Ruth Roman

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Ruth Roman
Ruth Roman in Strangers on a Train trailer.jpg
from the trailer for the film Strangers on a Train (1951).
Born Norma Roman
(1922-12-22)December 22, 1922
Lynn, Massachusetts, U.S.
Died September 9, 1999(1999-09-09) (aged 76)
Laguna Beach, California, U.S.
Occupation Actress
Years active 1943–1989
Spouse(s) Mortimer Hall (1950–1956)
Bud Burton Moss (1956–1960)
William Ross Wilson (1976–1999)
Children 1

Ruth Roman (born Norma Roman; December 22, 1922 – September 9, 1999) was an American actress. One of her more memorable roles was in the Alfred Hitchcock 1951 thriller Strangers on a Train.

Personal life[edit]

She was born in the Boston suburb of Lynn to Lithuanian immigrant parents.[1] As a girl, she pursued her desire to become an actress by enrolling in the prestigious Bishop Lee Dramatic School in Boston. Following completion of her studies Roman headed to Hollywood where she obtained bit parts in several films before being cast in the title role in the thirteen-episode serial Jungle Queen (1945). Married three times, she had one son, Richard, with her first husband, Mortimer Hall.[2]

Andrea Doria Sinking[edit]

In July 1956, Ruth was just finishing a trip to Europe with her son Richard, who was three years old at the time. At the port of Cannes, they boarded the Italian passenger liner SS Andrea Doria as First Class passengers for their return trip home to the United States. On the night of July 25, the Andrea Doria collided with the Swedish passenger liner MS Stockholm.

She was in the Belvedere Lounge when the collision happened and immediately took off her high heels and scrambled back to her cabin barefoot to retrieve her sleeping son. Several hours later she and the other passengers were evacuated from the sinking liner. Richard was lowered first into a waiting lifeboat, and before she could follow the lifeboat departed. Ruth stepped into the next boat and was eventually rescued along with 750 other survivors from the Andrea Doria by the French passenger liner SS Ile de France. Richard was rescued by the Stockholm and was reunited with his mother in New York.[1]


She played an important role in the 1949 film, Champion. In one of her most memorable roles, Roman co-starred with Farley Granger and Robert Walker in the Alfred Hitchcock thriller Strangers on a Train (1951). In the 1950 film Three Secrets, she played a distraught mother waiting to learn whether or not her child survived an airplane crash. Roman was a notable presence and love interest to James Stewart in the Anthony Mann-directed western The Far Country in 1955. In 1959, she won the Sarah Siddons Award[clarification needed] for her work in Chicago theatre. Although she never achieved the level of success as a leading lady that many predicted, Roman did work regularly in film well into the 1960s, when she began making appearances on television shows. These included a recurring role in NBC's 1965-1966 The Long, Hot Summer, Bonanza (S1/EP10 1959), the 1986 season of Knots Landing and Murder, She Wrote, both on CBS.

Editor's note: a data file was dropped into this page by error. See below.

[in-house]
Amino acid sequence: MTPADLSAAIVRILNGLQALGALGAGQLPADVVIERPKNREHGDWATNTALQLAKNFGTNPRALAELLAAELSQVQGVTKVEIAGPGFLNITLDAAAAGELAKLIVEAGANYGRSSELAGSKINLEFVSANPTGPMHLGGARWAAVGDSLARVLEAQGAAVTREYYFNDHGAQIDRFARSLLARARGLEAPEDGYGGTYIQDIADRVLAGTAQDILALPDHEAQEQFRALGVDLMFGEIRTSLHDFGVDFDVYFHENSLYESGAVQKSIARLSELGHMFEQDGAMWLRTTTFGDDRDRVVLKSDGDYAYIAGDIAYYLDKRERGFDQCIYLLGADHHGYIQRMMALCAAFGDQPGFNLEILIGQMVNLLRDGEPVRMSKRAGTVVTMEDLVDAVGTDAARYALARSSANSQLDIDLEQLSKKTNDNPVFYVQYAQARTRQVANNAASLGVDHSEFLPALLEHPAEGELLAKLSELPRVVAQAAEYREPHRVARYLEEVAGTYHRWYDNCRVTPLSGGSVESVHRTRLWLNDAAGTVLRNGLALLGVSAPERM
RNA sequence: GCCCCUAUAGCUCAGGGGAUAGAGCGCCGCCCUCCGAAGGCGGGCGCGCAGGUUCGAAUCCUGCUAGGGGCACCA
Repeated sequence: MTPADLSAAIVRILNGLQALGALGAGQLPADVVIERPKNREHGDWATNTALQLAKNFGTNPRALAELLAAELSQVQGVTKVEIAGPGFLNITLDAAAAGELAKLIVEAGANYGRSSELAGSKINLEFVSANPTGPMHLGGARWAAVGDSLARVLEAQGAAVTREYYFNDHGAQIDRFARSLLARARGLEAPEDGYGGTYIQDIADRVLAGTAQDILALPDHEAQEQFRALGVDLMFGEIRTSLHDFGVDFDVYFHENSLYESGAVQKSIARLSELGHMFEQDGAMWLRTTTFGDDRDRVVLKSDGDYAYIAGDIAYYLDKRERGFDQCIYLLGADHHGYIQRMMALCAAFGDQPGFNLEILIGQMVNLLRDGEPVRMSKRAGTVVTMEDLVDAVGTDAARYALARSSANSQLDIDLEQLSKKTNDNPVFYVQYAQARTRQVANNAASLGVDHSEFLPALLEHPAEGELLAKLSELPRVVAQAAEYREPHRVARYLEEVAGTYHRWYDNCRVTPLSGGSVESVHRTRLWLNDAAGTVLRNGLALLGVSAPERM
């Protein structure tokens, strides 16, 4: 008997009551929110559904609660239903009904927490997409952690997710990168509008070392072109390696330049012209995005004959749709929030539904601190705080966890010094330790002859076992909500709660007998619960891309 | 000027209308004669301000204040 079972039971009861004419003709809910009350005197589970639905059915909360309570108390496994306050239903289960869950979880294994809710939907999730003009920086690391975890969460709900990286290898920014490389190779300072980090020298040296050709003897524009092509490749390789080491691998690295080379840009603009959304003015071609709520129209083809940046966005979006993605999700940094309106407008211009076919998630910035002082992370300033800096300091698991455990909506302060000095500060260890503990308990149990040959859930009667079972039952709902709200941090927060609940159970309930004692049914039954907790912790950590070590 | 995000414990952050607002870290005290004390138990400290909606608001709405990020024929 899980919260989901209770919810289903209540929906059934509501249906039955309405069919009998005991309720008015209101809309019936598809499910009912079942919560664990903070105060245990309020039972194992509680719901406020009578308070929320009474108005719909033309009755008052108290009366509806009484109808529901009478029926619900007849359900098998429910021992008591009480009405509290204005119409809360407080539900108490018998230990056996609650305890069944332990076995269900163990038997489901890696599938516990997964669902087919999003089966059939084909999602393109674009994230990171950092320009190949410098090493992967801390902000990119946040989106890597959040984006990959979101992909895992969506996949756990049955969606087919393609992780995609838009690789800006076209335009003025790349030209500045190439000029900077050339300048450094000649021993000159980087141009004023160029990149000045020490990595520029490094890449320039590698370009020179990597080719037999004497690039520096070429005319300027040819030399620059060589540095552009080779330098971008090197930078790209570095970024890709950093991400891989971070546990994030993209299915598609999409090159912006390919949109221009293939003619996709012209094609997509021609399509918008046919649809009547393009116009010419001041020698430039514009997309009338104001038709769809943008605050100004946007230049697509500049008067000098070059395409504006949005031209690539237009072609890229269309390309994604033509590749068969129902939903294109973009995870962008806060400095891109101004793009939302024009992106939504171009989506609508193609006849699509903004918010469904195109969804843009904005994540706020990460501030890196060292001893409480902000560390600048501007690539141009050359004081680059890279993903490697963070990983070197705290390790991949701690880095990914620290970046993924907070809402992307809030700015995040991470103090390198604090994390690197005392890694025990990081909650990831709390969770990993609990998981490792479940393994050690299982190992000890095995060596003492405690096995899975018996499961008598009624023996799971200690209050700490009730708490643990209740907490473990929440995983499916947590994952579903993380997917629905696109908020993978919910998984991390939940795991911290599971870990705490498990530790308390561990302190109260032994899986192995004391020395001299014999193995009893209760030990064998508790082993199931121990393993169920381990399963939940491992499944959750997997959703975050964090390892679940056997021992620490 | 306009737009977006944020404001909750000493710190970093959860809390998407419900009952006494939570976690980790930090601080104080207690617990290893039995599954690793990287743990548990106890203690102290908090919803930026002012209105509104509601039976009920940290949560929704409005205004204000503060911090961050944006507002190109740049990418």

She guest starred in NBC's Sam Benedict featuring Edmond O'Brien, ABC's The Bing Crosby Show sitcom and its circus drama, The Greatest Show on Earth starring Jack Palance, I-Spy featuring Robert Culp and Bill Cosby, and others. She also appeared in the early 1960s in both the NBC medical drama The Eleventh Hour and its ABC counterpart,[clarification needed] Breaking Point. She starred in a season 3 episode of Mission: Impossible (1968) titled "The Elixir" as Riva Santel, as well as a season 2 episode of Naked City.

In 1960 Roman was honored with a star on the Hollywood Walk of Fame at 6672 Hollywood Boulevard for her contribution to television.[3]


Roman died at the age of 76 in her sleep of natural causes at her Laguna Beach, California home in 1999.

Partial filmography[edit]


  1. ^ a b Honan, William H. (September 11, 1999). "Ruth Roman, 75, Glamorous and Wholesome Star, Dies". The New York Times. 
  2. ^ Profile,; accessed March 29, 2015.
  3. ^ Ruth Roman at Walk of Fame

External links[edit]